2 February 2010
The other week, I read Jared Diamond's Guns, Germs, and Steel which managed to get me a little worked up about a pet peeve of mine: the term "natural experiment." Just when I had gotten calmed down, the Polmeth list serve alerted me to an entire issue of Political Analysis devoted to natural experiments. Arghhh...
Don't get me wrong -- in my own research I try to use observational data to make causal claims that are probably far more dubious than anything in the special issue of Political Analysis. I'm highly impressed by the research and I'm even more supportive of social scientists who are looking for "natural experiments" in political science. I just wish we could call them something else because I'm skeptical that they are really experimental.
The lead article of the PA special issue urges scholars "to use the language of experimental design in explicating their own research designs and in evaluating those of other scholars." I'm on board with using the language of experiments, but I've also seen more than a few recent papers framed as "natural experiments" that are really just observational studies with no particular claim to special status. The spread of experimental language into observational studies may have downsides as well as benefits.
Until recently, I basically assumed that when people said they had a natural experiment, what they really meant was that they had a credible instrument: a variable that breaks the link between treatment assignment and the potential outcomes for some or all of the units. However, the lead PA article places difference-in-differences, regression discontinuity, and matching methods under the tent of natural experiments. While I like (and use) these techniques and find them compelling, only some of them explicitly rely on an IV-type argument. Maybe I have more to learn.
The problem with any randomization that isn't controlled by the researcher is that extreme skeptics like me can then try to spin complicated stories about how confounding could occur. This is what I found myself doing while reading Guns, Germs, and Steel. An extremely simplified version of Diamond's argument is that geography, not genetics, determines which human societies become dominant and which are conquered or destroyed. He devotes the entirety of chapter 2 to discussing the settlement of Polynesia by people who come from essentially the same genetic stock but experienced different geographies once they settled particular islands. The random variation in geography is interpreted as the cause for significant variation in the trajectories of the peoples of each island or group of islands.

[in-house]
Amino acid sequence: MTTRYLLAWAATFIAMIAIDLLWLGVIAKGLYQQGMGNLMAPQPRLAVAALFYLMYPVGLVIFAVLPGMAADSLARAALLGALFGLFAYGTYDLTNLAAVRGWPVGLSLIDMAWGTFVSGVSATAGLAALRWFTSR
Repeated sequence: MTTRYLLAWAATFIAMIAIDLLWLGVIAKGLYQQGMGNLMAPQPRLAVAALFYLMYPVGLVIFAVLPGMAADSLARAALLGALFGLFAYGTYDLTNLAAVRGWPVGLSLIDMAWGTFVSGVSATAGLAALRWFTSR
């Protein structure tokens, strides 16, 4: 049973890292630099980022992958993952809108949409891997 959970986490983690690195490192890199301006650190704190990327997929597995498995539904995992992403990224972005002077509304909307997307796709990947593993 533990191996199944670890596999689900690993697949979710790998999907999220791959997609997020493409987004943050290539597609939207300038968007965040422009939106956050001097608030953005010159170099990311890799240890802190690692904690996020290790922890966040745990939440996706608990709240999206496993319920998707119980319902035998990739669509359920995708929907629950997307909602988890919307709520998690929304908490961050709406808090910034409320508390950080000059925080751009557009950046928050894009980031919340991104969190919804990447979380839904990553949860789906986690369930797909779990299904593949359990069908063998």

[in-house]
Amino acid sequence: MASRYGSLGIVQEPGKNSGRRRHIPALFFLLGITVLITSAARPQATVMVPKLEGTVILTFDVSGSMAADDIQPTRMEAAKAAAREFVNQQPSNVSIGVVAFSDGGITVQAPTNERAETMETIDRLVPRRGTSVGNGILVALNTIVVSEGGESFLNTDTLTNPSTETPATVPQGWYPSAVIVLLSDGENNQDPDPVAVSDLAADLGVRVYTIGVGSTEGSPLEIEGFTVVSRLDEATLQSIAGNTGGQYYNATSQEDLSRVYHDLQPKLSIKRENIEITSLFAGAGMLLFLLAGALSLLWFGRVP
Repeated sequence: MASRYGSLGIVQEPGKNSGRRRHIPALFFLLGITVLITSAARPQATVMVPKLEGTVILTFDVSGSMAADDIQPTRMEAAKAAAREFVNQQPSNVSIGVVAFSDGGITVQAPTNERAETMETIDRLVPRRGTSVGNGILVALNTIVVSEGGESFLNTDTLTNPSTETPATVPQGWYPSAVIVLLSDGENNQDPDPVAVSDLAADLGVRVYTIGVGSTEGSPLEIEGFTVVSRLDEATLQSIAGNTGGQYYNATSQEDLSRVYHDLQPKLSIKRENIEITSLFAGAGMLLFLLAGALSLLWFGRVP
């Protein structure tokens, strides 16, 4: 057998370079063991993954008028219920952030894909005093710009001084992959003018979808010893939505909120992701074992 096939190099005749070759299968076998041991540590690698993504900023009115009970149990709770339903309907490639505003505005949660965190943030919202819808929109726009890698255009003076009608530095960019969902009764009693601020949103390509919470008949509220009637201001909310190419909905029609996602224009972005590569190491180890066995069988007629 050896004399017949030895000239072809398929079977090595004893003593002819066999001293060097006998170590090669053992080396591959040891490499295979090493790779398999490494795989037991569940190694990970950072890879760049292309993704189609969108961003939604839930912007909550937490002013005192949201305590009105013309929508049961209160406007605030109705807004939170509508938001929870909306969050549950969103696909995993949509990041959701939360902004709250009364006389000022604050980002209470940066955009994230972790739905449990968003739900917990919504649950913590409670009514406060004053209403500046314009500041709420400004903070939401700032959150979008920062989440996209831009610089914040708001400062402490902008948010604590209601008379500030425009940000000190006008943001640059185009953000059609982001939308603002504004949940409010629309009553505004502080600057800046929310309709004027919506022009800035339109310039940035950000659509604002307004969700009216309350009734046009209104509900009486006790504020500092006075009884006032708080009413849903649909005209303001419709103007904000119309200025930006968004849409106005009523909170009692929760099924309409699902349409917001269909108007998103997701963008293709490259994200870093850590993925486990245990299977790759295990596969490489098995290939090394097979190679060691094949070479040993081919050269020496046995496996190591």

This might be a natural experiment if Diamond could show that people were somehow randomly assigned to different islands. The problem is that different types of people might chose to live on different islands. Although it may be random which islands an exploratory party reaches, the explorers can choose to stay or move on for reasons that might be related to genetic variation. Similarly, explorers and colonists are probably not a random sample of the population, so the types of people that reach a far off island might have different genetic traits than those that remain in already established population centers. You get the idea.
I should reiterate that these reservations are just my gut reactions rather than a well thought-out assault on the use of natural experiments. I'm interested to read more: Jared Diamond and our very own James Robinson have a new book out on the subject that I'm excited to read. Thad Dunning has written on the topic, as have others.
Bottom line: I'm thrilled (and jealous) whenever social scientists find some plausibly exogenous variation to exploit for causal inference. I think it should happen more. I just worry that by attaching the "experimental" label to these studies, we endow them with undue credibility.
Posted by Richard Nielsen at February 2, 2010 11:30 AM